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Soups of the World

2-in-1 Recipe to Make Your Tummy Happy

By Lana V LynxPublished 3 years ago 7 min read
My Favorite Borsch, Hot in a Pot

Before the pandemic, I traveled a lot around the globe, both for work and pleasure. I’ve been to almost 30 countries and 150 cities of the world, many multiple times. Wherever I go, one of my favorite things to do is to sample local food, and soups in particular. I’m pretty adventurous with local cuisines: I would try anything once, even (or especially) if I don’t know of what the dish was made. My rationale is simple: If people have been eating something for centuries or even millennia, who am I to judge them? If I don’t like a food item, I will avoid it in the future but at least I’d know what it tastes like.

When I started traveling in early 1990s, I noticed that most cuisines in Europe, Asia, Mediterranean, and North Africa had dishes that included lentils. Almost every ethnic group had some variety of a lentil soup, and I sampled many of them during my travels. My absolute favorite is Turkish lentil soup (Mercimek Corbasi) because it’s versatile, and both filling and refreshing. You can make it simple, using only 3-4 ingredients, or as complex as you’d like by adding various vegetables to the soup base and making it thicker by adding potatoes and rice. If you search for Turkish lentil soup recipes online you will find endless variations and step-by-step instructions.

As a Russian, I grew up on soups and still love soups. Of course, the famous borsch is something I adore and know how to cook well. But I also love lentils. So, over the years of experimentation, trying to combine my love of borsch, soups, and lentils, I have come up with my own version of a lentil soup that uses the same base as the Russian borsch. We are a family of two (just me and my teenage son) and what I realized was that no matter how small the vegetables I pick for the base, it’s always producing a big pot of borsch that we’d be either eating for a week or throw out when it goes bad. So now I just use half of the base for borsch, freeze the second half and make the most wonderful, rich and flavorful lentil soup a couple of weeks later.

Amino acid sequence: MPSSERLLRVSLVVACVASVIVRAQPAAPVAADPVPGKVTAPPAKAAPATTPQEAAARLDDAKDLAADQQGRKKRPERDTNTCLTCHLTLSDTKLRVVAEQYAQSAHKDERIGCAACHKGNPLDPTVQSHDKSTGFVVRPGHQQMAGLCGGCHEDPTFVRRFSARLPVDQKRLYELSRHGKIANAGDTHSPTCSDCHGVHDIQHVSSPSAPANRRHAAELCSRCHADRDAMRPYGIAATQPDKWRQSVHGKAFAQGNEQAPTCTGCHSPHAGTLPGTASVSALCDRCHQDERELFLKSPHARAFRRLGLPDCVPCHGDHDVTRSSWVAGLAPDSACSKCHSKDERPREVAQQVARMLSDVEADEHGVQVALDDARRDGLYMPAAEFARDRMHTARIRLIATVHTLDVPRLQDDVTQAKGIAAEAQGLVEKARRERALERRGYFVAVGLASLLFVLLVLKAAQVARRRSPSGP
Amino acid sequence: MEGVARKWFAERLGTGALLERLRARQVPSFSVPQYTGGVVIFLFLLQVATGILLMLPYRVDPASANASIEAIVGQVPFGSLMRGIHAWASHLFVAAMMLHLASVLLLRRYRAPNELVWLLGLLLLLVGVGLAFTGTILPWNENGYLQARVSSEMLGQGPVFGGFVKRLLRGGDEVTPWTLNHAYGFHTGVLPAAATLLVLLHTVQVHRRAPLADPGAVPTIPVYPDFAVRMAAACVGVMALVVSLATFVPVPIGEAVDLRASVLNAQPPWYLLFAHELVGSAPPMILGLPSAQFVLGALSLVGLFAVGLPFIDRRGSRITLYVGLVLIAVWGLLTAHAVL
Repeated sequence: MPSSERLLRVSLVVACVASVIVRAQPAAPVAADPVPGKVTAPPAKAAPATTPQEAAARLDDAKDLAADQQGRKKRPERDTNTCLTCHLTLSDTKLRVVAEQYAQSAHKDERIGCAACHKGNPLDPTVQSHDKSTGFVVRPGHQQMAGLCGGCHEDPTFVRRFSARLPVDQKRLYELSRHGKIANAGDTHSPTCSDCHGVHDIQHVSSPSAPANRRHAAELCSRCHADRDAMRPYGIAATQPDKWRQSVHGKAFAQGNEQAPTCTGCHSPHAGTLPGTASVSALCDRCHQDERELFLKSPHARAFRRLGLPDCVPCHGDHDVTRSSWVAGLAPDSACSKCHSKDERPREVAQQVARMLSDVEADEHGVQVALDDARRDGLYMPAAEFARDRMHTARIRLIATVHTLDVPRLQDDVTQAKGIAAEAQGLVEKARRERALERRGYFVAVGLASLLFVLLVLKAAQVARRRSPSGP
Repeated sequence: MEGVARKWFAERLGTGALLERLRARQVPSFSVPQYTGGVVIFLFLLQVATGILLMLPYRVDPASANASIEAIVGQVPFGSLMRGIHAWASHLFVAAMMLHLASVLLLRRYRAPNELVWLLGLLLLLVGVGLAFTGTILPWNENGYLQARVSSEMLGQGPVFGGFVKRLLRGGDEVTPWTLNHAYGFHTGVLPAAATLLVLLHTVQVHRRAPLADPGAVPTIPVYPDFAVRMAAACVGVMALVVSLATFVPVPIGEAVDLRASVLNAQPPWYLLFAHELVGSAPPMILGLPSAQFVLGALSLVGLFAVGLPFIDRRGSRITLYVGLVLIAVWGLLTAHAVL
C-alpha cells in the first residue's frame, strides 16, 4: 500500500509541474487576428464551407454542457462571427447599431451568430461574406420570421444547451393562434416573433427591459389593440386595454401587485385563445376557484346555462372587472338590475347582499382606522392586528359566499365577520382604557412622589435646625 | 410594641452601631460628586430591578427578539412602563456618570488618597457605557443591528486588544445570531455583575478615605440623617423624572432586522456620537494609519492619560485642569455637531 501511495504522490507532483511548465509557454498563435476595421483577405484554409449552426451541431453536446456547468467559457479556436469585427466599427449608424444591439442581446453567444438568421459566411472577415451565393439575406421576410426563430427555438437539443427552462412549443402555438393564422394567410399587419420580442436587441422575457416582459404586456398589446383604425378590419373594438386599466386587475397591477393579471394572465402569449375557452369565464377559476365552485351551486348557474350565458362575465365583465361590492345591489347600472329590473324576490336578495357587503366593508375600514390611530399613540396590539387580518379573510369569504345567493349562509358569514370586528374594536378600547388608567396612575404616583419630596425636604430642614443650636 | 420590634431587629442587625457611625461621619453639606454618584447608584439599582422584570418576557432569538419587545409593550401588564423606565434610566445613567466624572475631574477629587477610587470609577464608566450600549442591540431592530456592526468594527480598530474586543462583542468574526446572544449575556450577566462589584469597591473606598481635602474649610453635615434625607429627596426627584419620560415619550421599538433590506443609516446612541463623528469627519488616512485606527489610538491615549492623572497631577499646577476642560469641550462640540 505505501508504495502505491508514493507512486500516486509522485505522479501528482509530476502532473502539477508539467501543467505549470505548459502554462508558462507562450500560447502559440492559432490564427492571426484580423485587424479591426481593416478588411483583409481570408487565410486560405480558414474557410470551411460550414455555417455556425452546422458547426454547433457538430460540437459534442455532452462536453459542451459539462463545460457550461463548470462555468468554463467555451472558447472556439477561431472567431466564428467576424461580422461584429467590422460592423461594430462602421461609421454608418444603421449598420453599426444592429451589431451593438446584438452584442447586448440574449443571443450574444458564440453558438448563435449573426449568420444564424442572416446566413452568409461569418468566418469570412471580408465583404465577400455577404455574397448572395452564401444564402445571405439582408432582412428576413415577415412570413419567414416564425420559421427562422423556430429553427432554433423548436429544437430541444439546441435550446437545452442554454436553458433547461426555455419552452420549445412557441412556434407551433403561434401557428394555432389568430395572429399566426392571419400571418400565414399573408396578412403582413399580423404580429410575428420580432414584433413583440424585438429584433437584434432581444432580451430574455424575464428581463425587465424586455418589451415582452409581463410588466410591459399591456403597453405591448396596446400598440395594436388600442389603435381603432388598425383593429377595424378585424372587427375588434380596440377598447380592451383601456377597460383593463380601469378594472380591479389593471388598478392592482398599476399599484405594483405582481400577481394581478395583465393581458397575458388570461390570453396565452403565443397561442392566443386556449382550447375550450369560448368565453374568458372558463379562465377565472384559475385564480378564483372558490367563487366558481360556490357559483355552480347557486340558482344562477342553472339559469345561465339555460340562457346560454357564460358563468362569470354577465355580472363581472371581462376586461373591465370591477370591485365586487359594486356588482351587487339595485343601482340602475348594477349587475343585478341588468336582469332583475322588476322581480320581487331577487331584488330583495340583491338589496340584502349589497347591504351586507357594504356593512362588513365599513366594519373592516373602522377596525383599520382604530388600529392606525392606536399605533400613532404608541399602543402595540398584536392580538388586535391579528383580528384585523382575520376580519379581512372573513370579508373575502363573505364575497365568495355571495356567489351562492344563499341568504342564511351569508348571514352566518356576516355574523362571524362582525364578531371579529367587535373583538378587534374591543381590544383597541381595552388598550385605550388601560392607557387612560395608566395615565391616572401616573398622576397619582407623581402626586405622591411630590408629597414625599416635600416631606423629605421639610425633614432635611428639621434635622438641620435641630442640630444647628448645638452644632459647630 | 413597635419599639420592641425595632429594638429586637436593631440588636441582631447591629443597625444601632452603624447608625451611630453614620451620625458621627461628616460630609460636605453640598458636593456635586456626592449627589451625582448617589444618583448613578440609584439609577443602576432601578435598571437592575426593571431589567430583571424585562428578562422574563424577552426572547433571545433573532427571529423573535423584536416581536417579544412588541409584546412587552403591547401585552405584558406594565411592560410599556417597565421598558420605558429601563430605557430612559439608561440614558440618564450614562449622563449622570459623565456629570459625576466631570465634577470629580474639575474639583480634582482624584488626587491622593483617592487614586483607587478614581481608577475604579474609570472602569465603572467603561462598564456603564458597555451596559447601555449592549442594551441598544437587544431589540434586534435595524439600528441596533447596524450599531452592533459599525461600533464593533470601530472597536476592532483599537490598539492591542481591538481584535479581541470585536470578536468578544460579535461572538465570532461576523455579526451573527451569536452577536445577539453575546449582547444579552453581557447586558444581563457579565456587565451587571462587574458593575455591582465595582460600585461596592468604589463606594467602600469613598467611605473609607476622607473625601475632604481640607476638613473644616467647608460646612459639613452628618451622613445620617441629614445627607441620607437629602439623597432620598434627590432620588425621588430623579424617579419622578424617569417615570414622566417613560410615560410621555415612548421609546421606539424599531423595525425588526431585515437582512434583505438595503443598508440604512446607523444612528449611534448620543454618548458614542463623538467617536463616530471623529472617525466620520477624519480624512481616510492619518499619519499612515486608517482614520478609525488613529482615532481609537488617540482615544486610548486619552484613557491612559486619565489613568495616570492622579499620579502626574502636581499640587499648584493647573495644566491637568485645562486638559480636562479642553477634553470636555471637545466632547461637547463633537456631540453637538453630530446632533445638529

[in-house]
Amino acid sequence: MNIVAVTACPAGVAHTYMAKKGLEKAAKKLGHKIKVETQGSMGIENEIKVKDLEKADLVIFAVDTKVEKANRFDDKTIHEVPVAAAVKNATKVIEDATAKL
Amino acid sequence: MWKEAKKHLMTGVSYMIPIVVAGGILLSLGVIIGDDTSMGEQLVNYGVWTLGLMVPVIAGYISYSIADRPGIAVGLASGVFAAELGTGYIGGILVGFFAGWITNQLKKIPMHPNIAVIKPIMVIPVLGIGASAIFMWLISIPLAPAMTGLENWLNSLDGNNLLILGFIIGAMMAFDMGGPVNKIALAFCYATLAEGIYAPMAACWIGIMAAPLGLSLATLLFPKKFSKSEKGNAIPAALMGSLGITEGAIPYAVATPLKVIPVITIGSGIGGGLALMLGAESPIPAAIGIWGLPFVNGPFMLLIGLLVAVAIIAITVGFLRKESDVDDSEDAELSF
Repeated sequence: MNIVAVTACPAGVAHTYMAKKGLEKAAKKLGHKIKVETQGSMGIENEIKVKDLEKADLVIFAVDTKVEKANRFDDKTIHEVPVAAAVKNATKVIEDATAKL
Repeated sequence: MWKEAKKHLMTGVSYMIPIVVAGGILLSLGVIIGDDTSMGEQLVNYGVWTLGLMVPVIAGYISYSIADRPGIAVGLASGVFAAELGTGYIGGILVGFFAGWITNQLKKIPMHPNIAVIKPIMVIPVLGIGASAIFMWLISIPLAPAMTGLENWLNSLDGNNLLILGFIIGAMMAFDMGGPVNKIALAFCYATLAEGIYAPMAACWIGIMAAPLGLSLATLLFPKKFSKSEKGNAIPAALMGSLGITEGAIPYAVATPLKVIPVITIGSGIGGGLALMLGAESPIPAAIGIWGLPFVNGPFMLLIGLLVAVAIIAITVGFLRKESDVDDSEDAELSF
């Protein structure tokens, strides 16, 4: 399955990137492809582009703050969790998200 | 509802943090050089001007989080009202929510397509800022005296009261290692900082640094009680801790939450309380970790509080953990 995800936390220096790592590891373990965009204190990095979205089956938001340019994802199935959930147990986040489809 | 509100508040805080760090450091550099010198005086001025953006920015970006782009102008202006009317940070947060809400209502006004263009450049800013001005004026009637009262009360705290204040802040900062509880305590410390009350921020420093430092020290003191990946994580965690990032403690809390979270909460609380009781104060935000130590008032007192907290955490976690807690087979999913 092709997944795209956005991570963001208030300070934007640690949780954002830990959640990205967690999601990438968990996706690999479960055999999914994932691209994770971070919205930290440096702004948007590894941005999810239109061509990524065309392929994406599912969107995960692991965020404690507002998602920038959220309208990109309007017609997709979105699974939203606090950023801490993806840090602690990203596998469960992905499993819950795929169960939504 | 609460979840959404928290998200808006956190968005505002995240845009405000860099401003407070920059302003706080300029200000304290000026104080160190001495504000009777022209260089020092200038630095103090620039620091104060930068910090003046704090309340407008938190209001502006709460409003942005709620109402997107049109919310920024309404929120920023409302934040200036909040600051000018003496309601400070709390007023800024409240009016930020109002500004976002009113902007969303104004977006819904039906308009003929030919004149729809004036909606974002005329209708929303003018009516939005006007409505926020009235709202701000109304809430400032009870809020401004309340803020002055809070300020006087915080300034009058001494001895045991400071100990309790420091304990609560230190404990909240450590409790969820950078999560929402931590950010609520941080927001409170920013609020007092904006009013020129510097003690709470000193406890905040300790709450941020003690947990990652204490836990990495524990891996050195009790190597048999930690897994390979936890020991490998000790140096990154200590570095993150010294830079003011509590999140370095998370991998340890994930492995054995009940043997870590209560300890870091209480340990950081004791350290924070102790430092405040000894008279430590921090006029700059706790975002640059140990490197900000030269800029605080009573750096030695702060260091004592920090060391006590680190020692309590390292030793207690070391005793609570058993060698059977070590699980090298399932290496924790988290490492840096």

In fact, the soup base recipe I’m going to give you is so versatile you can use it for many other things. For example, if you exclude the red beets and include turmeric as main spice, you will get a base for an Indian lentil dish that you can combine with chickpeas and serve over brown rice. You just need to use your imagination and whatever you have in your kitchen.

For now, I’m going to give you a step-by-step recipe for the lentil soup and borsch if you decide to take a stab at it as well.

For the LENTIL SOUP you will need:

- Soup base: 1 medium finely chopped onion, 1 medium shredded carrot, 1 medium shredded red beet (for beautiful red color), 1 red/yellow/orange chopped sweet bell pepper, 2 medium chopped tomatoes, 2 tablespoons tomato paste

- 1.5 cup small red lentils

- 2 medium chicken breasts (skip for a vegetarian version, use vegetable stock to cook lentils instead).

Step 1. Start out cooking chicken breasts in a medium pot. This will be your soup stock.

Step 2. At the same time, start making the soup base in a medium frying pan. Cover its bottom with any vegetable oil. I like to use the mix of olive and sunflower oil, and avocado oil works wonderfully as well. Warm but don’t overheat the oil.

Step 3. Add chopped onions to warm oil and sauté for 2-3 min until they soften. Make sure not to overcook or burn them.

Step 3. Add shredded carrots and beets to onions at the same time, sauté for 5-7 min, stirring frequently, until half-cooked.

Step 4. Add chopped bell peppers and tomatoes followed by the tomato paste, make sure the paste distributes evenly by adding about ½ cup of your cooking chicken stock to the base. Reduce heat to low and let simmer for about 10-15 min. Add more chicken stock as needed. Salt to the taste. Optional: to preserve the rich purple-red color of the beets, squeeze the juice of ¼ of a medium lemon into the base toward the end.